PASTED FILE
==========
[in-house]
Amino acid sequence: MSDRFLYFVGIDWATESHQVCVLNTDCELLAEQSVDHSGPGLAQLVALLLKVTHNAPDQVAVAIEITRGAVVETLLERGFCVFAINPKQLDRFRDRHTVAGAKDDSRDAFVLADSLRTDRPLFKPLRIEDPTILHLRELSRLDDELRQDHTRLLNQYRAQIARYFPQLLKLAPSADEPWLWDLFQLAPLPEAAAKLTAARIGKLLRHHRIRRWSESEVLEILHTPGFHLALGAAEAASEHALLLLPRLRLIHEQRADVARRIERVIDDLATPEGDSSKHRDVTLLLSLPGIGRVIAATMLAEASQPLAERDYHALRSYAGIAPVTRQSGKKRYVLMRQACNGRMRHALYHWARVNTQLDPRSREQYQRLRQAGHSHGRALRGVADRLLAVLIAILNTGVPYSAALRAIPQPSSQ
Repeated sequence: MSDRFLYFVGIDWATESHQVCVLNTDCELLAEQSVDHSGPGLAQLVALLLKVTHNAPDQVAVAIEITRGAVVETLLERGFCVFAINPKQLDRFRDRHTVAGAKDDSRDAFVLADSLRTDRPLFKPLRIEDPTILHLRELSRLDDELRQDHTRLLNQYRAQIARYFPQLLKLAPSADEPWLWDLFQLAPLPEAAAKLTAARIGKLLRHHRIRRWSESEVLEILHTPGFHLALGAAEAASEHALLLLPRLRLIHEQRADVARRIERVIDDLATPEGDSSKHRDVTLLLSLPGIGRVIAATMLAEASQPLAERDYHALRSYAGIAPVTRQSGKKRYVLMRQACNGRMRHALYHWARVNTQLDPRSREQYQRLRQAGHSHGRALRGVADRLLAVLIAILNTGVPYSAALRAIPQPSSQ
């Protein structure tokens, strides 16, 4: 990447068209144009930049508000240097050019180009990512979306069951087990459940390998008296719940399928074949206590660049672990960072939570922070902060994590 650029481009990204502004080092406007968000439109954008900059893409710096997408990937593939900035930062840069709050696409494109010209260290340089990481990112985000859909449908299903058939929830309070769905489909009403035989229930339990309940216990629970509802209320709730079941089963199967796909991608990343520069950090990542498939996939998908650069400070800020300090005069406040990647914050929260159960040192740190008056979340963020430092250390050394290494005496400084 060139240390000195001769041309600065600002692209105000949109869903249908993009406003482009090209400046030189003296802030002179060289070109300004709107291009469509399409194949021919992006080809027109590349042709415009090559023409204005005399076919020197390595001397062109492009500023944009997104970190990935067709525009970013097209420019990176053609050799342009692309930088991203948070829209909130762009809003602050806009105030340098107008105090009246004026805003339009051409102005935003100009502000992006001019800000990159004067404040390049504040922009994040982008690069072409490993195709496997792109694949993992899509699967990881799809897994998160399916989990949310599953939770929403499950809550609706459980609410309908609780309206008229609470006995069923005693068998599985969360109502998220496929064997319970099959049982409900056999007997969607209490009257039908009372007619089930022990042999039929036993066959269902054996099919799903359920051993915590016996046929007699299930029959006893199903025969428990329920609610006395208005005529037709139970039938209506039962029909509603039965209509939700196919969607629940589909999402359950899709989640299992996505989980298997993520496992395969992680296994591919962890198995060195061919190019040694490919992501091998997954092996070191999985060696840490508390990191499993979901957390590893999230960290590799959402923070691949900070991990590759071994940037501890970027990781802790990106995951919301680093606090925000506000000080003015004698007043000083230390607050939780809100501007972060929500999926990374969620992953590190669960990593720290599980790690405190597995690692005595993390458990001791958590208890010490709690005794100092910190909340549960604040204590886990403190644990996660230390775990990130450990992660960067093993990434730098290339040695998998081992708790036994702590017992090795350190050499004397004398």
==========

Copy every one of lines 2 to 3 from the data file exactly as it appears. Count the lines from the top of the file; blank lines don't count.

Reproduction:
Amino acid sequence: MSDRFLYFVGIDWATESHQVCVLNTDCELLAEQSVDHSGPGLAQLVALLLKVTHNAPDQVAVAIEITRGAVVETLLERGFCVFAINPKQLDRFRDRHTVAGAKDDSRDAFVLADSLRTDRPLFKPLRIEDPTILHLRELSRLDDELRQDHTRLLNQYRAQIARYFPQLLKLAPSADEPWLWDLFQLAPLPEAAAKLTAARIGKLLRHHRIRRWSESEVLEILHTPGFHLALGAAEAASEHALLLLPRLRLIHEQRADVARRIERVIDDLATPEGDSSKHRDVTLLLSLPGIGRVIAATMLAEASQPLAERDYHALRSYAGIAPVTRQSGKKRYVLMRQACNGRMRHALYHWARVNTQLDPRSREQYQRLRQAGHSHGRALRGVADRLLAVLIAILNTGVPYSAALRAIPQPSSQ
Repeated sequence: MSDRFLYFVGIDWATESHQVCVLNTDCELLAEQSVDHSGPGLAQLVALLLKVTHNAPDQVAVAIEITRGAVVETLLERGFCVFAINPKQLDRFRDRHTVAGAKDDSRDAFVLADSLRTDRPLFKPLRIEDPTILHLRELSRLDDELRQDHTRLLNQYRAQIARYFPQLLKLAPSADEPWLWDLFQLAPLPEAAAKLTAARIGKLLRHHRIRRWSESEVLEILHTPGFHLALGAAEAASEHALLLLPRLRLIHEQRADVARRIERVIDDLATPEGDSSKHRDVTLLLSLPGIGRVIAATMLAEASQPLAERDYHALRSYAGIAPVTRQSGKKRYVLMRQACNGRMRHALYHWARVNTQLDPRSREQYQRLRQAGHSHGRALRGVADRLLAVLIAILNTGVPYSAALRAIPQPSSQ